Charges shoot up for Camberley car parks

Tonight’s meeting at Surrey Heath was on the thorny and controversial subject of car parking charges and in particular, how much should people pay to use the Camberley Town Centre car parks?

In all my time since 1999, this has been a regular topic for discussion and again is one of those balancing acts. No-one wants to pay much to park their car but the money goes to subsidise some of our other services like day centres and also maintain our car parks.

On the table was a proposal to increase the charges so:-

Knoll Road would now be £1 an hour, £1.50 for 2 hrs, £2 for 3 hrs, £3 for 4 hrs and £4 above that with evenings up from £1 to £1.50. This means charges going up by 25%-50%.

The (much busier) Main Square car park increases would be lower namely £1.80 for 2 hrs, £2.30 for 3 hrs, £3.50 for 4 hrs, £5 for 6 hrs and £7 for all day and evenings being £2 from £1.50.  These increases are around 10% apart from a 33% increase for evenings.

In order to justify these large increases, an independent consultant (at what cost?) had assessed a number of other town centres and felt we were on the low side.

The problem with this approach is that it doesn’t actually address the psychology of the average car parker which goes something like this…

If you live in Surrey Heath and want to go shopping, where do you go?  Camberley Town Centre maybe? Woking? Guildford? Your local village? or maybe The Meadows, Watchmoor Park or Farnborough Gate which are all free of charge.

But you probably didn’t think about Crawley, Dorking, Elmbridge, Epsom, Horsham or Staines (or even Bolton which got a mention!) and yet they were all places thought to be useful comparisons…put simply, their charges are irrelevant if Surrey Heath residents would not consider going there in the first place.

Secondly, anyone who lives in residential areas around Camberley will know that many workers refuse to pay £4 or £6.50 a day for the Council’s car parks and instead use Park Road, Heatherdale Road or others and walk instead. This suggests that although the Council thinks it offers good value, the cost benefit analysis for the workers is that the Council’s car parks are too expensive for them compared to the alternative (free parking and a 10 min walk). They simply don’t see the point of paying £20 to £35 a week to park their car at work and are prepared to spend 20 extra minutes a day commuting (i.e. walking).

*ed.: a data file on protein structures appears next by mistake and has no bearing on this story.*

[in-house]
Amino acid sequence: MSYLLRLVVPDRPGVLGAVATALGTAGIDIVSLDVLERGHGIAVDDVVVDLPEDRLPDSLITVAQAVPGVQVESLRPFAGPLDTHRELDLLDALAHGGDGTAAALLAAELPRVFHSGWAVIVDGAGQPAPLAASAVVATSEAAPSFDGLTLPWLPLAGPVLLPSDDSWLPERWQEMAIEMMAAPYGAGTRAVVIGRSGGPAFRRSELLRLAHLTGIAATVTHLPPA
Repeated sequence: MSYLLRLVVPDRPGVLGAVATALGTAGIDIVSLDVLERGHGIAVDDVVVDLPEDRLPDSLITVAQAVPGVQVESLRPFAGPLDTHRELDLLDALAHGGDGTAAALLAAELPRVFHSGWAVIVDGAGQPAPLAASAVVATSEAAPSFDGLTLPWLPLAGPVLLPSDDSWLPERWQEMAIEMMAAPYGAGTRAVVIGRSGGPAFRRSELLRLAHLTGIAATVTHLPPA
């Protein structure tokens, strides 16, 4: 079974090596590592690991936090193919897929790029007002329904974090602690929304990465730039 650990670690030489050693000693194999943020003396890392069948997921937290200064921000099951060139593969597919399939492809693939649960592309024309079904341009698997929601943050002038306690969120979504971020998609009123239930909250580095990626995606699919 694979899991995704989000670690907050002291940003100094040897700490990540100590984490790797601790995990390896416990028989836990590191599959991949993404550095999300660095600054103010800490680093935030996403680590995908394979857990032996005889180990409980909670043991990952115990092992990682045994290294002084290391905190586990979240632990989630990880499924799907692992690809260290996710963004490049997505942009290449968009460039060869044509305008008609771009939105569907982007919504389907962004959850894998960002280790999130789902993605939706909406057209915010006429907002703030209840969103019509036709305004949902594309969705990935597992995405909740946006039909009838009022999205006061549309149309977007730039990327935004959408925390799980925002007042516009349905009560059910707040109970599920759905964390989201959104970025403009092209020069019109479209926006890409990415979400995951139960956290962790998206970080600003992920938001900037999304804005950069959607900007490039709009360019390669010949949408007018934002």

Thirdly, Knoll Road is currently not a busy car park.  There are numerous places in the town where you can park completely free of charge in the evening so it is only really going to affect theatre goers. These people are of course supporting the Council in other ways so as helping to reduce the enormous subsidy to the theatre.

The interesting point tonight was that many traders had apparently privately contacted the Council to express their concern at the proposals in light of what they believe is reduced footfall and the impact to their businesses. Unfortunately, whilst Camberley has held up reasonably well, many shops have still closed for various reasons.

Rather than fiddling with the system and making unpopular changes, one radical solution would be to use a pricing system similar to planes, trains and football clubs.  Put simply, you charge less when your demand is low (weekdays and evening) and charge more when demand is high (weekend and Christmas)

We do exactly the same with spaces in the car parks so for example, rather than charging the same throughout a car park, a ground floor premium space (popular with shoppers) costs more than a space on the top floor (popular with workers). This would also help some of the other “parking psychology” issues such as people desperately trying to get into the first space they see and holding up the queue for everyone else.

Parking charges are an important income stream for the Council but the key is to be innovative and to find the tipping point to maximise our income – sadly a missed opportunity…


3 thoughts on “Charges shoot up for Camberley car parks

  1. Ian MacDonald

    What brief was the independent consultant given?